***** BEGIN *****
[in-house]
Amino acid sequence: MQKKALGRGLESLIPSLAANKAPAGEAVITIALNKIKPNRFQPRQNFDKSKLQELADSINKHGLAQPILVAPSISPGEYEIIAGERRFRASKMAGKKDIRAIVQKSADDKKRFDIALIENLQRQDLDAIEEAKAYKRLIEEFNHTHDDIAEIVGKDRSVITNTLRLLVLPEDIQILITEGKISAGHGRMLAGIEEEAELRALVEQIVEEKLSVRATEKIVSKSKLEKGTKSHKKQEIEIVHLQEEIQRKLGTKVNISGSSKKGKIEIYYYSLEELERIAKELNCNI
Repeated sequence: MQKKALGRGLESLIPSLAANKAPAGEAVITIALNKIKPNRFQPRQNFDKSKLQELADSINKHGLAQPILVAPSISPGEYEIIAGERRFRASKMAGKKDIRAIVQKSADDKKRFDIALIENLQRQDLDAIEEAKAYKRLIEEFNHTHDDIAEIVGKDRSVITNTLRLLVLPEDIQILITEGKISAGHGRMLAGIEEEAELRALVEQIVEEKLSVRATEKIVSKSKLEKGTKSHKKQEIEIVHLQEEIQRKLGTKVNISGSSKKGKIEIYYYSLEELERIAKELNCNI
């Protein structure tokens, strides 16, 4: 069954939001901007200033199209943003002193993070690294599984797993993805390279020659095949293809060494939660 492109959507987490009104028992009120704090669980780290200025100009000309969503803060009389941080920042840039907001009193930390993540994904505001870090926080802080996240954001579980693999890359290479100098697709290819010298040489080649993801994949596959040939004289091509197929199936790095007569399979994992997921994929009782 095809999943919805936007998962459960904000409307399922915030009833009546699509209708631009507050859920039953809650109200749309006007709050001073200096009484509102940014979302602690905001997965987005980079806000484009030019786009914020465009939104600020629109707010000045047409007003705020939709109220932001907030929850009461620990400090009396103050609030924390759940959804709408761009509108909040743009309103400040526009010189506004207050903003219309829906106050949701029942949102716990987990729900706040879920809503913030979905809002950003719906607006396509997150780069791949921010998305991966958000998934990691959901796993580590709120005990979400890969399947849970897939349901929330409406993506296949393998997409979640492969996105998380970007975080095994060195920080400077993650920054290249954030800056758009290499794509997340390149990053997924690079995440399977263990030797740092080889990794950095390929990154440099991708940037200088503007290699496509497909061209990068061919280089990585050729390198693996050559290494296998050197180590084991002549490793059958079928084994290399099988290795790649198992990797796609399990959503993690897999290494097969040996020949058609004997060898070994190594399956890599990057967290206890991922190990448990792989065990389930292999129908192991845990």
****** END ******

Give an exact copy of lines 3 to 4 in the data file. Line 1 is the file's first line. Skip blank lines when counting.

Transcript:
Repeated sequence: MQKKALGRGLESLIPSLAANKAPAGEAVITIALNKIKPNRFQPRQNFDKSKLQELADSINKHGLAQPILVAPSISPGEYEIIAGERRFRASKMAGKKDIRAIVQKSADDKKRFDIALIENLQRQDLDAIEEAKAYKRLIEEFNHTHDDIAEIVGKDRSVITNTLRLLVLPEDIQILITEGKISAGHGRMLAGIEEEAELRALVEQIVEEKLSVRATEKIVSKSKLEKGTKSHKKQEIEIVHLQEEIQRKLGTKVNISGSSKKGKIEIYYYSLEELERIAKELNCNI
């Protein structure tokens, strides 16, 4: 069954939001901007200033199209943003002193993070690294599984797993993805390279020659095949293809060494939660 492109959507987490009104028992009120704090669980780290200025100009000309969503803060009389941080920042840039907001009193930390993540994904505001870090926080802080996240954001579980693999890359290479100098697709290819010298040489080649993801994949596959040939004289091509197929199936790095007569399979994992997921994929009782 095809999943919805936007998962459960904000409307399922915030009833009546699509209708631009507050859920039953809650109200749309006007709050001073200096009484509102940014979302602690905001997965987005980079806000484009030019786009914020465009939104600020629109707010000045047409007003705020939709109220932001907030929850009461620990400090009396103050609030924390759940959804709408761009509108909040743009309103400040526009010189506004207050903003219309829906106050949701029942949102716990987990729900706040879920809503913030979905809002950003719906607006396509997150780069791949921010998305991966958000998934990691959901796993580590709120005990979400890969399947849970897939349901929330409406993506296949393998997409979640492969996105998380970007975080095994060195920080400077993650920054290249954030800056758009290499794509997340390149990053997924690079995440399977263990030797740092080889990794950095390929990154440099991708940037200088503007290699496509497909061209990068061919280089990585050729390198693996050559290494296998050197180590084991002549490793059958079928084994290399099988290795790649198992990797796609399990959503993690897999290494097969040996020949058609004997060898070994190594399956890599990057967290206890991922190990448990792989065990389930292999129908192991845990």